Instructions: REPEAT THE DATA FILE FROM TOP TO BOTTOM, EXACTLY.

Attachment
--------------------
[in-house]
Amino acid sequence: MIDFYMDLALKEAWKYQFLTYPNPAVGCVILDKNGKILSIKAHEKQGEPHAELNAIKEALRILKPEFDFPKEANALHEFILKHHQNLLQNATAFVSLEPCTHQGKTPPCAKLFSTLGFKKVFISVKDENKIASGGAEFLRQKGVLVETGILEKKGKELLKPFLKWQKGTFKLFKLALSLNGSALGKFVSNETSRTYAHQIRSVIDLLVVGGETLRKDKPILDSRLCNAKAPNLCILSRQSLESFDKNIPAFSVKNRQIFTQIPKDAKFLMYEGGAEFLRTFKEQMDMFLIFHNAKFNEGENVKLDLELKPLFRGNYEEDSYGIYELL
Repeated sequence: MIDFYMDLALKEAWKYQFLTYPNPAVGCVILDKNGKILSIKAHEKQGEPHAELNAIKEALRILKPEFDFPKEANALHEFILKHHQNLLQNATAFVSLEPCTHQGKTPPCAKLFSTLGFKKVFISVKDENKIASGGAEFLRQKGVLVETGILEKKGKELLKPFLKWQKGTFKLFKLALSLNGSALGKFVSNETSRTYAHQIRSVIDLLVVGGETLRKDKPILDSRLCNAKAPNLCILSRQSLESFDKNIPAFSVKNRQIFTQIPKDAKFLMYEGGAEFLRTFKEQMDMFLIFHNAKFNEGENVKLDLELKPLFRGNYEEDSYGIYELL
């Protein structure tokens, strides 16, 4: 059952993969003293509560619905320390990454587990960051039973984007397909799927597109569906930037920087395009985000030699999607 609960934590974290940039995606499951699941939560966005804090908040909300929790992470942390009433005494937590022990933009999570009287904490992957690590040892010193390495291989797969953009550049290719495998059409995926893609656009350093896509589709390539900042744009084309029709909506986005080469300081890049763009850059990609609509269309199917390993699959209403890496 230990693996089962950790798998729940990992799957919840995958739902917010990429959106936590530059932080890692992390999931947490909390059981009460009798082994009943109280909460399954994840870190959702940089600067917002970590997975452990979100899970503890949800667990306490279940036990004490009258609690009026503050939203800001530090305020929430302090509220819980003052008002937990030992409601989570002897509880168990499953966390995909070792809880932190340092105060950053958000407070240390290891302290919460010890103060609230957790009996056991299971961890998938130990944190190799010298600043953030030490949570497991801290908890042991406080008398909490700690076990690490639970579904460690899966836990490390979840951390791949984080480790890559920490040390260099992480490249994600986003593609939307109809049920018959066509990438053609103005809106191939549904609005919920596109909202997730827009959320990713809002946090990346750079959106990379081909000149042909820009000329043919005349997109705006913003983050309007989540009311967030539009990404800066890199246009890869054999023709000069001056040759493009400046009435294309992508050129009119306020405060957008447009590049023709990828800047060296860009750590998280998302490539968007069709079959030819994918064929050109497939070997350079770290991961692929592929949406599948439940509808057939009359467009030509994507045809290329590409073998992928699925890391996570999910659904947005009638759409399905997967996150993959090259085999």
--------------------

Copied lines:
[in-house]
Amino acid sequence: MIDFYMDLALKEAWKYQFLTYPNPAVGCVILDKNGKILSIKAHEKQGEPHAELNAIKEALRILKPEFDFPKEANALHEFILKHHQNLLQNATAFVSLEPCTHQGKTPPCAKLFSTLGFKKVFISVKDENKIASGGAEFLRQKGVLVETGILEKKGKELLKPFLKWQKGTFKLFKLALSLNGSALGKFVSNETSRTYAHQIRSVIDLLVVGGETLRKDKPILDSRLCNAKAPNLCILSRQSLESFDKNIPAFSVKNRQIFTQIPKDAKFLMYEGGAEFLRTFKEQMDMFLIFHNAKFNEGENVKLDLELKPLFRGNYEEDSYGIYELL
Repeated sequence: MIDFYMDLALKEAWKYQFLTYPNPAVGCVILDKNGKILSIKAHEKQGEPHAELNAIKEALRILKPEFDFPKEANALHEFILKHHQNLLQNATAFVSLEPCTHQGKTPPCAKLFSTLGFKKVFISVKDENKIASGGAEFLRQKGVLVETGILEKKGKELLKPFLKWQKGTFKLFKLALSLNGSALGKFVSNETSRTYAHQIRSVIDLLVVGGETLRKDKPILDSRLCNAKAPNLCILSRQSLESFDKNIPAFSVKNRQIFTQIPKDAKFLMYEGGAEFLRTFKEQMDMFLIFHNAKFNEGENVKLDLELKPLFRGNYEEDSYGIYELL
């Protein structure tokens, strides 16, 4: 059952993969003293509560619905320390990454587990960051039973984007397909799927597109569906930037920087395009985000030699999607 609960934590974290940039995606499951699941939560966005804090908040909300929790992470942390009433005494937590022990933009999570009287904490992957690590040892010193390495291989797969953009550049290719495998059409995926893609656009350093896509589709390539900042744009084309029709909506986005080469300081890049763009850059990609609509269309199917390993699959209403890496 230990693996089962950790798998729940990992799957919840995958739902917010990429959106936590530059932080890692992390999931947490909390059981009460009798082994009943109280909460399954994840870190959702940089600067917002970590997975452990979100899970503890949800667990306490279940036990004490009258609690009026503050939203800001530090305020929430302090509220819980003052008002937990030992409601989570002897509880168990499953966390995909070792809880932190340092105060950053958000407070240390290891302290919460010890103060609230957790009996056991299971961890998938130990944190190799010298600043953030030490949570497991801290908890042991406080008398909490700690076990690490639970579904460690899966836990490390979840951390791949984080480790890559920490040390260099992480490249994600986003593609939307109809049920018959066509990438053609103005809106191939549904609005919920596109909202997730827009959320990713809002946090990346750079959106990379081909000149042909820009000329043919005349997109705006913003983050309007989540009311967030539009990404800066890199246009890869054999023709000069001056040759493009400046009435294309992508050129009119306020405060957008447009590049023709990828800047060296860009750590998280998302490539968007069709079959030819994918064929050109497939070997350079770290991961692929592929949406599948439940509808057939009359467009030509994507045809290329590409073998992928699925890391996570999910659904947005009638759409399905997967996150993959090259085999």